WINNER Specialized Allez Elite › Redesigned Allez excels in its new all-round role
Six bikes, one winner. But as you can see from the uniformly high marks, these have proved very hard to separate. With £1000 being such a crucial price point, companies put a lot of effort into creating very good bikes, and this close-fought battle is the result.
If you’re looking for speed over everything else, Merida shows that it’s possible to make a genuine aero road bike at this budget, with good handling traits and enough comfort for longer rides. It’s a similar story for the Cannondale Optimo. It’s fun, fast and feisty, and has Shimano’s updated 105 groupset. Plus, if you’re looking for something racy it’s a great place to start.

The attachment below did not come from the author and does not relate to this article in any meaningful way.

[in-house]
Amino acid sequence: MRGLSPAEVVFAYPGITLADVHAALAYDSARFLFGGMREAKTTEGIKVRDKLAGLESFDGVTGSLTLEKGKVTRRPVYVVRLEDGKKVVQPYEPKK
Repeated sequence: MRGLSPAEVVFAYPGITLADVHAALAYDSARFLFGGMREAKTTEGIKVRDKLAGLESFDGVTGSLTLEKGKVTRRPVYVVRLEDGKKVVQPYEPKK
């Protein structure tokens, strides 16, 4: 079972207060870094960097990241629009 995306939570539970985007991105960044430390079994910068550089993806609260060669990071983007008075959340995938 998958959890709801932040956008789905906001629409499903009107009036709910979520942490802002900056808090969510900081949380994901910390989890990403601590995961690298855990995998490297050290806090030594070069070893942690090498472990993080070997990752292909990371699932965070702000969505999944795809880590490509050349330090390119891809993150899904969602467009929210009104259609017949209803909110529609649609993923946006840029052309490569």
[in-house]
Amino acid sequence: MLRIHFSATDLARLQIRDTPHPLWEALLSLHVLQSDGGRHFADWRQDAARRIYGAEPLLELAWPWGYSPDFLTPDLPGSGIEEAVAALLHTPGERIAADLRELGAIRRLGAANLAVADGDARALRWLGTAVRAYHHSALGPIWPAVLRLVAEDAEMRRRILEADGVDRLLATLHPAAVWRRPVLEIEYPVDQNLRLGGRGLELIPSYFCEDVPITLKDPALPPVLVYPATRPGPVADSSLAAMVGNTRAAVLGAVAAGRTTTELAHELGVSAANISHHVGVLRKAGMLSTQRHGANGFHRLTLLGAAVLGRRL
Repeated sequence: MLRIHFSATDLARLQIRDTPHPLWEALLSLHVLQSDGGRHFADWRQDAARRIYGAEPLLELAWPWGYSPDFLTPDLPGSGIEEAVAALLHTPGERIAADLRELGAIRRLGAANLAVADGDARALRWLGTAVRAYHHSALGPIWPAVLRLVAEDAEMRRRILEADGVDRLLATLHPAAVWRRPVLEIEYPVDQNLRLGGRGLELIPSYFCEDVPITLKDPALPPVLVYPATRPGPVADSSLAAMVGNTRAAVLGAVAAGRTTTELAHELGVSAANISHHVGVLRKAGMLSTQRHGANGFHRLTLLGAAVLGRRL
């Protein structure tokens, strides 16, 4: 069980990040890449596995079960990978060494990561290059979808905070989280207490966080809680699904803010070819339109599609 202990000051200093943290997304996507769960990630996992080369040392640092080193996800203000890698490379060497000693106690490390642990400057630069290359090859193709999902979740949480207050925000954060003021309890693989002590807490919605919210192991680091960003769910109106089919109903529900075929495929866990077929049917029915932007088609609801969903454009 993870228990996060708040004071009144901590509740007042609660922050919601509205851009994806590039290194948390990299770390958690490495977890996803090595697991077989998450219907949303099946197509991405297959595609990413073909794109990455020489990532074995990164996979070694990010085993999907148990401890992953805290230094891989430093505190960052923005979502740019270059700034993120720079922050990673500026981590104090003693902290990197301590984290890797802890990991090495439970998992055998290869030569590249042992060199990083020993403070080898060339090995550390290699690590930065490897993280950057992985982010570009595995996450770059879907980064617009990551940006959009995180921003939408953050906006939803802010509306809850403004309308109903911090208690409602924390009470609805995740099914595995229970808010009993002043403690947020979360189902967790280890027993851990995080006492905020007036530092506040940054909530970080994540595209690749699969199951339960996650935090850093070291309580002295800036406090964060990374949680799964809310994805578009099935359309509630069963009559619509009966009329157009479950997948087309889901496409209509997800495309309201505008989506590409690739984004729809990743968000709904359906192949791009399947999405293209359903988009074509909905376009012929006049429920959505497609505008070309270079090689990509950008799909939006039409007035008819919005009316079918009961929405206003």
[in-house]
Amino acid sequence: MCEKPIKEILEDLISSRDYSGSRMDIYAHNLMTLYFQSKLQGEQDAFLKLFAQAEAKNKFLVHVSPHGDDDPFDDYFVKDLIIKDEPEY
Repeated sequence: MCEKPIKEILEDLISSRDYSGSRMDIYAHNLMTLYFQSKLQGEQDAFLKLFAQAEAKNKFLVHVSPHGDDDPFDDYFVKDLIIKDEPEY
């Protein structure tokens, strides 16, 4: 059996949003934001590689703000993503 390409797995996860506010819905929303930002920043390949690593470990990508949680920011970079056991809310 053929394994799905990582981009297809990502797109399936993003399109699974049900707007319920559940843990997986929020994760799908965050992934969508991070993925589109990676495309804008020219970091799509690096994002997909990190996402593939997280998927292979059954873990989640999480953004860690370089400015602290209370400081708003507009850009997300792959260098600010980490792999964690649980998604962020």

Pinnacle’s Pyrolite is an absolute blast, as well as being ultracomfortable and very versatile. You could employ it on tarmac and trail, as a commuter, an old-school tourer or a new-age bikepacker. It’s fabulous fun too.
We broke the budget for the Ribble Endurance, but wanted to see whether it’s worth splashing out on hydraulic discs. It is. Great brakes top off a comfortable bike that lives up to its ‘Endurance’ name.
The final two are familiar faces in Cycling Plus, and on Britain’s roads. Deservedly so. Giant’s Contend replaced the popular Defy and is a worthy successor. A few tweaks to last year’s design make for even more comfort and easier climbing, and its wider tyres and a lower bottom gear are welcome additions for the real-world climber.
Specialized’s winning Allez Elite has a lot in common with the Contend, as it prioritises longdistance comfort, practicality and versatility. The new geometry is slightly less aggressive and ideal for the ‘more mature’ rider. It’s a fast, comfortable bike for commuting, training and leisure rides and it looks absolutely superb.
The Specialized Allez Elite is a fast, comfortable bike for commuting, training and leisure rides